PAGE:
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  1. #1
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    Rotary Encoder Steps

    Hi Nico,
    I have never been able to sort this out and am seeking your advice.
    I have the OC comm cards with 6 digits and the code has been working reliably but I would like to improve the frequency steps I get from the rotary encoders if this is possible. Tuning the frequencies on both the big knob and the small knob has never been smooth. What I mean is that the big knob will jump two numbers even when turning slowly. and the small knob jumps 10 to 15kHz steps, (a bit erratic) is slow to tune on the new frequency.
    Ideally the Big Knob will tune 1 MHz in one step and the small knob in 25kHz steps. Can this be achieved?
    Please see the code below for the rotary encoders.

    // rotary encoders


    Var 3691 Static name BigFreqL Link IOCARD_ENCODER Device 1 Input 0 Aceleration 1 Type 2
    Var 3692 Static name SmallFreqL Link IOCARD_ENCODER Device 1 Input 4 Aceleration 1 Type 2

    Regards
    Greg

  2. #2
    2000+ Poster - Never Leaves the Sim kiek's Avatar
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    Re: Rotary Encoder Steps

    Hi Greg,
    That sounds strange... If you turn the encoder just one click it should result in a 1 unit in- or decrease in PSX. At least that's what is happening over here. I'm using gray type rotary encoders with 1/4 cycle per detent and 16 detents/revolution. That is very important. However, I'd think that Opencockpits would use these in their modules too... ?? Could you check that?

    The encoders for the communication modules are designed in PSXseecon such that if you turn slowly they will change 1 unit and if you turn faster they will change more units. I could add encoders that always increase 1 unit no matter how fast you turn, but then it will take a lot of time to dial a far-off frequency.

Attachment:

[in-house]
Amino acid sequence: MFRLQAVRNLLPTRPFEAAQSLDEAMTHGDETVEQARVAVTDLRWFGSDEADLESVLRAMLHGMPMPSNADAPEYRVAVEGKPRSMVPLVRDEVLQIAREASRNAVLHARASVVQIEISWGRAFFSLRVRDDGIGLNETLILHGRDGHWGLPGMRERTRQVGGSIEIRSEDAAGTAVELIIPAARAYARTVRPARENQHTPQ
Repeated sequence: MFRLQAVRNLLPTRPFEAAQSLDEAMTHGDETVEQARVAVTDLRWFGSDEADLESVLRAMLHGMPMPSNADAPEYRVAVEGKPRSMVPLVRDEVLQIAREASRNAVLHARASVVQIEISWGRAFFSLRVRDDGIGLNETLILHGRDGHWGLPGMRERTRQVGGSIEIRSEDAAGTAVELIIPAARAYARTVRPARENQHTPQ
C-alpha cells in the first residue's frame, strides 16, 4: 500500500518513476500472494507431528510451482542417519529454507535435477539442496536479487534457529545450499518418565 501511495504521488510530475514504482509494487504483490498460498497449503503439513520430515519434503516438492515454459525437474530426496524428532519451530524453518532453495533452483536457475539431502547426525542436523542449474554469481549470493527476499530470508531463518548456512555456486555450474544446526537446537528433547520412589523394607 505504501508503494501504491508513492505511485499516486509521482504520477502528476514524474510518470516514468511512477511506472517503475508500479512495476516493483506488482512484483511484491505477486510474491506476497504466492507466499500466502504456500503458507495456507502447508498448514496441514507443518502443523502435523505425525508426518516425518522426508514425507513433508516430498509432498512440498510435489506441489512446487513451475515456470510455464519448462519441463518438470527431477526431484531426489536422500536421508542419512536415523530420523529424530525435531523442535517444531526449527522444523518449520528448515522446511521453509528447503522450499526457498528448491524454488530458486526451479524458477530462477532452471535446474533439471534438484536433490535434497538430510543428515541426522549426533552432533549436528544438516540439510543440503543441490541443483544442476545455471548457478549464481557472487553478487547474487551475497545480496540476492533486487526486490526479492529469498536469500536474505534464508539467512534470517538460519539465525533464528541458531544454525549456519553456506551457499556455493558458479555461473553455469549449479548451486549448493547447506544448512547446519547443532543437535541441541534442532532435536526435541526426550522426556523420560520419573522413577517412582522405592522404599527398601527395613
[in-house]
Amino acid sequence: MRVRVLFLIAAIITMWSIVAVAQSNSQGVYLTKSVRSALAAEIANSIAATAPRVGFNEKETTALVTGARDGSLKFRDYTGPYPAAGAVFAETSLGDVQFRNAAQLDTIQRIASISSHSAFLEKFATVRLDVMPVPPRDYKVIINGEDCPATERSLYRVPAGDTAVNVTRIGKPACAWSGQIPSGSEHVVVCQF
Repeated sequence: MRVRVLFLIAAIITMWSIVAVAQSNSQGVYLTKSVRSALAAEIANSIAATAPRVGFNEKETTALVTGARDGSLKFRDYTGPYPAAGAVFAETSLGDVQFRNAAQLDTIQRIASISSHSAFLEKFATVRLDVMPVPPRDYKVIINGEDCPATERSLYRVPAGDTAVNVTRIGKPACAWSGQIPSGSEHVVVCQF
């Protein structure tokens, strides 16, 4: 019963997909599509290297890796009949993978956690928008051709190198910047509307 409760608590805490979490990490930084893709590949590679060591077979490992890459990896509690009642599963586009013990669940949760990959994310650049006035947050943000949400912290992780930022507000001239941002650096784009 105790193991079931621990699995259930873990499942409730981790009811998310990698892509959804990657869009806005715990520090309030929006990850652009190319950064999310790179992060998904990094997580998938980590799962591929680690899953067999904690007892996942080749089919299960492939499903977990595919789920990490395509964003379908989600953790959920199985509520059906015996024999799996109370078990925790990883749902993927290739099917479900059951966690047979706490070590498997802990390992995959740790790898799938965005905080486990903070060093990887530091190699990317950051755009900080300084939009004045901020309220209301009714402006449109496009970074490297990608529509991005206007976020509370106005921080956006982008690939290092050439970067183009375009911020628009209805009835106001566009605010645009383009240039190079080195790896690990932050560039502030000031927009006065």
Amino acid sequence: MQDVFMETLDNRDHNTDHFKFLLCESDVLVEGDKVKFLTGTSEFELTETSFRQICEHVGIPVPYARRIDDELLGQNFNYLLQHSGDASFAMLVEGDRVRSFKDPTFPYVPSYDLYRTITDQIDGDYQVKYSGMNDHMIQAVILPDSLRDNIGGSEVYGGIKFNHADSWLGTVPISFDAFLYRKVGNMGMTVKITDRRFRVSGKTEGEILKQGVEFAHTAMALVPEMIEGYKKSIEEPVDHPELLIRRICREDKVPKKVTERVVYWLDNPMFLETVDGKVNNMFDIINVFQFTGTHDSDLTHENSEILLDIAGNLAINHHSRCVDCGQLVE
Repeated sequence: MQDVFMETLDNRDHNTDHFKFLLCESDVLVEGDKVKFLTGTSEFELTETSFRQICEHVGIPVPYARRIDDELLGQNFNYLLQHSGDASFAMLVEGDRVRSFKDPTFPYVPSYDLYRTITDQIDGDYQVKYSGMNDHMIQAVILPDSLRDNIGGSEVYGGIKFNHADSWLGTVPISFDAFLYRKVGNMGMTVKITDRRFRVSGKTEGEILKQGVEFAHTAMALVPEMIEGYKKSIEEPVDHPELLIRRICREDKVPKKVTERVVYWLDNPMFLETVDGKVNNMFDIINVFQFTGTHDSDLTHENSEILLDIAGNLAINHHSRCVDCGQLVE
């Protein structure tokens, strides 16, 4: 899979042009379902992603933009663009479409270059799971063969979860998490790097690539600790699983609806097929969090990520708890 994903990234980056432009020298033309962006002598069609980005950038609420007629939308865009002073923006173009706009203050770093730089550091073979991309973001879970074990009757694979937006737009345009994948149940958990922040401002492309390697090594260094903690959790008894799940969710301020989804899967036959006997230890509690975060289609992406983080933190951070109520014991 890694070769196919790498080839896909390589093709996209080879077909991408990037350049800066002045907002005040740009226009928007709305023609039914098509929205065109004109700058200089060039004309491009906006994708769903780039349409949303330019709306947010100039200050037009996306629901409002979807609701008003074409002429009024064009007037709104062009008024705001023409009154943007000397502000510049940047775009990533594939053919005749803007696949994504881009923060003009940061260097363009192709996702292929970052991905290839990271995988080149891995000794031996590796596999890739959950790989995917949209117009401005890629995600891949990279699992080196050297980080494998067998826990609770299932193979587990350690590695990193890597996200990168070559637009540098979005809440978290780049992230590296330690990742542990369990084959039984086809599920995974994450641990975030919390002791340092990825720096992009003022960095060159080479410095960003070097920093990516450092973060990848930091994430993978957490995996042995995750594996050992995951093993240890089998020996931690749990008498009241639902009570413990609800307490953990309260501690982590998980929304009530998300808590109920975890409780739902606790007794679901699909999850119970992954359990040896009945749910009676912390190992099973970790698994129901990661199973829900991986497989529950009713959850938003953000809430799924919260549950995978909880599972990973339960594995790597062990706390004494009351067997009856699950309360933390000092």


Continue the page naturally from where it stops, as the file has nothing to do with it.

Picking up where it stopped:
One better use the right hardware encoder.

    Regards,
    Nico
    Last edited by kiek; 06-21-2015 at 06:18 PM.

  3. #3
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    Re: Rotary Encoder Steps

    Hi Nico, I was never able to resolve this problem, non the less, we managed WorldFlight with the tuning of the smallfreq knob being slow and a bit erratic. I have just pulled the OC module out of the sim, now can respond to some of your questions. It would be great to sort this out.

    Just putting the OC Com module on the bench and running IOCmodules.exe it runs perfect, the tuning is fast and responsive. The small freq knob steps in 25khz reliably and thats why it tunes fast.
    Connected to PSX through psxseecon is the problem the the counts are slow and erratic.

    "If you turn the encoder just one click it should result in a 1 unit in- or decrease in PSX."
    PSX is stepping in 5khz steps, and that is the normal psx step. (also a bit erratic, sometime jumps 10khz)
    The encoders used in the OC module is Bournes ECWOJ-B24-AC0006, 2 bit quadrature, 24 clicks/turn

    "
    The encoders for the communication modules are designed in PSXseecon such that if you turn slowly they will change 1 unit and if you turn faster they will change more units. I could add encoders that always increase 1 unit no matter how fast you turn, but then it will take a lot of time to dial a far-off frequency."